If Congress approved the agency, it would be the first time that consumers would have a seat at the banking regulatory table.


“The argument for doing that is you’ll have an agency that’s only focused on protecting consumers," said Donald G. Ogilvie, chairman of the Deloitte Center for Banking Solutions. “The argument against that is you’ll have an agency that’s only interested in protecting consumers."


But it also sets up a potential turf battle among the myriad agencies that are currently tasked with protecting consumers, including the Office of Thrift Supervision, the Office of the Comptroller of the Currency and the Federal Reserve, which the banks would like to see maintain this oversight.


Banking groups are concerned about the costs a new layer of regulation might impose, and the prospect of more examiners crowding into their banks.


“You are talking about an agency that is authorized to design financial products and, in fact, say that they must be offered first, over the banks’ own products,” said Mr. Yingling.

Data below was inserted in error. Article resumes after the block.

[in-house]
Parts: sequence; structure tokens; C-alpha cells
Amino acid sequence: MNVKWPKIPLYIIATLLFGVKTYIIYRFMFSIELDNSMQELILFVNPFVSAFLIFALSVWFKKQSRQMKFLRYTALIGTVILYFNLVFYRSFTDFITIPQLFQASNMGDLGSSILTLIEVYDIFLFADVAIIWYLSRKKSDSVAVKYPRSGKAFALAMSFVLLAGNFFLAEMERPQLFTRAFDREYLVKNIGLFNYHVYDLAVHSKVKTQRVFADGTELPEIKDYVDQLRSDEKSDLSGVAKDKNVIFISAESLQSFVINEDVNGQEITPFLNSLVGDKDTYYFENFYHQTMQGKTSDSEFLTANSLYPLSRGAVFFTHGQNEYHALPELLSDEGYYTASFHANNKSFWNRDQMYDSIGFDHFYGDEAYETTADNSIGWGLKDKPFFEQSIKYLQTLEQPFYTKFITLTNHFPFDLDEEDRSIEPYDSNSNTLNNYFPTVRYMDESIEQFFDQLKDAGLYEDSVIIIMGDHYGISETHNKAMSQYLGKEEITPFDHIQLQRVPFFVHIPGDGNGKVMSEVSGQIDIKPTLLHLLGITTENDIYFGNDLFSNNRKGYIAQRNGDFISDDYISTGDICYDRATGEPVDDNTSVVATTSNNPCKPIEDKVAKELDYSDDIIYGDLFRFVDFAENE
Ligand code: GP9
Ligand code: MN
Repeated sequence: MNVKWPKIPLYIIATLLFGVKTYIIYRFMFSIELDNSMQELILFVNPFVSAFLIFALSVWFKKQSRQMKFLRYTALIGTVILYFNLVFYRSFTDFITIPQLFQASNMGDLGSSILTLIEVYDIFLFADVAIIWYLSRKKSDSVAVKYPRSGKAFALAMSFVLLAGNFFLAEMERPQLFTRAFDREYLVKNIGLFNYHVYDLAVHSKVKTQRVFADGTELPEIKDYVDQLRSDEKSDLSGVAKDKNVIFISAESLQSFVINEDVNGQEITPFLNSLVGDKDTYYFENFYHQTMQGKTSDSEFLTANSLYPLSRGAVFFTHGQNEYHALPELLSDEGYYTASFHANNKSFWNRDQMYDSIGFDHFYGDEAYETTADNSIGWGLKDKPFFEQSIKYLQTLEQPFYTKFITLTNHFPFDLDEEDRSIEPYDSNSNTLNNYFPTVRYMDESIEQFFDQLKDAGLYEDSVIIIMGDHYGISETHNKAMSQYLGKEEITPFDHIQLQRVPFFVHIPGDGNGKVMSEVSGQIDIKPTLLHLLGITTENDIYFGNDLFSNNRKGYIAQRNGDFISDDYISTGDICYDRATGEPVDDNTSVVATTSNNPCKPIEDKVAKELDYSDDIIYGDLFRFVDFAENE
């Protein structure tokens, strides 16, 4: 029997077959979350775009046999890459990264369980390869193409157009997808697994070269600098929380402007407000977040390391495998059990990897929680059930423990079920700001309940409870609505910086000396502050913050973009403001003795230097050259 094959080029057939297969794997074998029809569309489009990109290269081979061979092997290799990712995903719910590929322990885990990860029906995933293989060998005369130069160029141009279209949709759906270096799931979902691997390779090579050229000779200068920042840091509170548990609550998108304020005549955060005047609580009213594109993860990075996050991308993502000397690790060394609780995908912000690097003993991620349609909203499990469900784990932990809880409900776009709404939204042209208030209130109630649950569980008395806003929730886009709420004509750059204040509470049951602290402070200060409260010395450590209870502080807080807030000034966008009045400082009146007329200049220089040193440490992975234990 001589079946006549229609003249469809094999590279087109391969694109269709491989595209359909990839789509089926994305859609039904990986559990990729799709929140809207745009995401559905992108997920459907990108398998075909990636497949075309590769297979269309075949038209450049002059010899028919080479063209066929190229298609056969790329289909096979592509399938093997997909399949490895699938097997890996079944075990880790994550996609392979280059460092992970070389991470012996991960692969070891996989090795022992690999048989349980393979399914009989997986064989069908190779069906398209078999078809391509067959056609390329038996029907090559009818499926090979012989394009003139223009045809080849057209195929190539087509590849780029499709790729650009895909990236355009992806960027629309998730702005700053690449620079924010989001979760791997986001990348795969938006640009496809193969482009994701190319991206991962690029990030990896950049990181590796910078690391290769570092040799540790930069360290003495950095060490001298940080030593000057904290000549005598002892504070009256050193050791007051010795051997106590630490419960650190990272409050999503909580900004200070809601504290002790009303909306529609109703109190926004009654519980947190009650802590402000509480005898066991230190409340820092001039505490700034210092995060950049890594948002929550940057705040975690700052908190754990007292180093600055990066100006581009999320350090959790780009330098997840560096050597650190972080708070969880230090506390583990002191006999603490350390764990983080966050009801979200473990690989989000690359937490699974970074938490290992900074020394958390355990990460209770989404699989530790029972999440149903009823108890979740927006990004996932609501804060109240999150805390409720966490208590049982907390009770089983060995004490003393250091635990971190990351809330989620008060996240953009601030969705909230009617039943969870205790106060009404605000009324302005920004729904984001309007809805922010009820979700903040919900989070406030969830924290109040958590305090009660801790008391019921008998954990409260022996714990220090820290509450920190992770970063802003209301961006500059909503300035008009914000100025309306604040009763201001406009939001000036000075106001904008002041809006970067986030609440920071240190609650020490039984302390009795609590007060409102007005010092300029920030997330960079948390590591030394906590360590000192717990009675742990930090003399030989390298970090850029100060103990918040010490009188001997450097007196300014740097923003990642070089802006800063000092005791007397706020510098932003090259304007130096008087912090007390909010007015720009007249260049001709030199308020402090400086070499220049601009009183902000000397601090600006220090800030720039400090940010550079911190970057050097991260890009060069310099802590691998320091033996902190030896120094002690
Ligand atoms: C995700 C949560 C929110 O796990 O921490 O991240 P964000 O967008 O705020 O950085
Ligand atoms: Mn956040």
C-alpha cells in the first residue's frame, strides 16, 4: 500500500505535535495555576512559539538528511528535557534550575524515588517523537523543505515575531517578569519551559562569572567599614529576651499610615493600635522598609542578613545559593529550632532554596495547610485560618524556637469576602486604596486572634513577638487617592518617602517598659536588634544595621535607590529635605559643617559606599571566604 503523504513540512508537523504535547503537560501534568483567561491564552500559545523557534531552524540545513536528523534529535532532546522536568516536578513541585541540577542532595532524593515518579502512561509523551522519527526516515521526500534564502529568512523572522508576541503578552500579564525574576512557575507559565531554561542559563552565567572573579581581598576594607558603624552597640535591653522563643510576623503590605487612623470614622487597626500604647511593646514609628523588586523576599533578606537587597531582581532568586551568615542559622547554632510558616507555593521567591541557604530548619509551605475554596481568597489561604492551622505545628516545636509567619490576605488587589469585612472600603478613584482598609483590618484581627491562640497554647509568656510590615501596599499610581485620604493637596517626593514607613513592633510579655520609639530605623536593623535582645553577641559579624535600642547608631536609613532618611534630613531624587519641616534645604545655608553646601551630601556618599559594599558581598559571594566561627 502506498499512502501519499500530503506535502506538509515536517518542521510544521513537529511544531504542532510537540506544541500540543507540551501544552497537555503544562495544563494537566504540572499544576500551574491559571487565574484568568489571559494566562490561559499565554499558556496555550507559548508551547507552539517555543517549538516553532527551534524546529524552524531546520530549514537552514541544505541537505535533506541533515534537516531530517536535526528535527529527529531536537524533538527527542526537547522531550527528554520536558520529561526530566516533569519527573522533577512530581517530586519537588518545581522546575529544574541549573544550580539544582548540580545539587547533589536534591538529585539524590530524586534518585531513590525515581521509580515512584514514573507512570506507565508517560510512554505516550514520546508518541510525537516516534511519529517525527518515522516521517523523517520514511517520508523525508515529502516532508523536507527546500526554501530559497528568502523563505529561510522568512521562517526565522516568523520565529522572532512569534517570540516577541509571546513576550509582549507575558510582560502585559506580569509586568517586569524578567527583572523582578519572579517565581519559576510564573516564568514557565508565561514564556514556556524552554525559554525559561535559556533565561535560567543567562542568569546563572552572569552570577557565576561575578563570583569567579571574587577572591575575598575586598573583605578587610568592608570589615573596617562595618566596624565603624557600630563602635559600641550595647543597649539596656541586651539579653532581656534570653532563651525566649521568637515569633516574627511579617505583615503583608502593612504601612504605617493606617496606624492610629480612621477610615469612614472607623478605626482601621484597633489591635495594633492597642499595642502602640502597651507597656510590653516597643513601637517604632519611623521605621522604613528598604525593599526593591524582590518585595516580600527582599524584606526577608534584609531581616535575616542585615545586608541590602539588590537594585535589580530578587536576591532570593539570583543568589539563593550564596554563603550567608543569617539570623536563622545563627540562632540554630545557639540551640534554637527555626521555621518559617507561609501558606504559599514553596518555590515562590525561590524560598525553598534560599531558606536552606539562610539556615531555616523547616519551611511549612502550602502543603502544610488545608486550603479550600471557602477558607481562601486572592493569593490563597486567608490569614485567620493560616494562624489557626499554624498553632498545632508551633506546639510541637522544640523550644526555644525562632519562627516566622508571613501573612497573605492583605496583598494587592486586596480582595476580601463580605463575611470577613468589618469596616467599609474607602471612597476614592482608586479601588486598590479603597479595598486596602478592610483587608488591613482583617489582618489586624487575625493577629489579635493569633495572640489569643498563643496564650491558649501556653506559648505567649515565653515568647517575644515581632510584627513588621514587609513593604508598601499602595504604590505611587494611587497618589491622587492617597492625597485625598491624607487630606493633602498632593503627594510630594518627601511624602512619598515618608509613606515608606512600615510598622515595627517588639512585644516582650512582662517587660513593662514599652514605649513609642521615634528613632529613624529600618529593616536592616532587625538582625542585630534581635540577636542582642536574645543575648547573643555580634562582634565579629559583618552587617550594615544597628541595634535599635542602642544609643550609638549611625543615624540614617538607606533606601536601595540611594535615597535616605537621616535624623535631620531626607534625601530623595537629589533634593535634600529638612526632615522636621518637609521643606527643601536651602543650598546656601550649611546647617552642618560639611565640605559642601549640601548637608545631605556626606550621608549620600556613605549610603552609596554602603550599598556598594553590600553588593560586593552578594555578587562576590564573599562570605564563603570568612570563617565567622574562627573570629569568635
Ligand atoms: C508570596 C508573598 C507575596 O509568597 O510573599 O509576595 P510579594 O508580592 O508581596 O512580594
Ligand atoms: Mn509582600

In an interview on Wednesday, Ms. Warren said the new agency could have implications beyond consumer protection. Protecting consumers from risky products ultimately protects the entire financial system, she argued.


“This crisis started one mortgage at a time,” said Ms. Warren, who, as the chairwoman of the Congressional panel that oversees government spending on the financial bailout, has the ear of many lawmakers. “The bad products that were sold household by household not only destabilized families. When they were sliced and diced and passed along through mortgage-backed securities, they magnified risk throughout the economy.”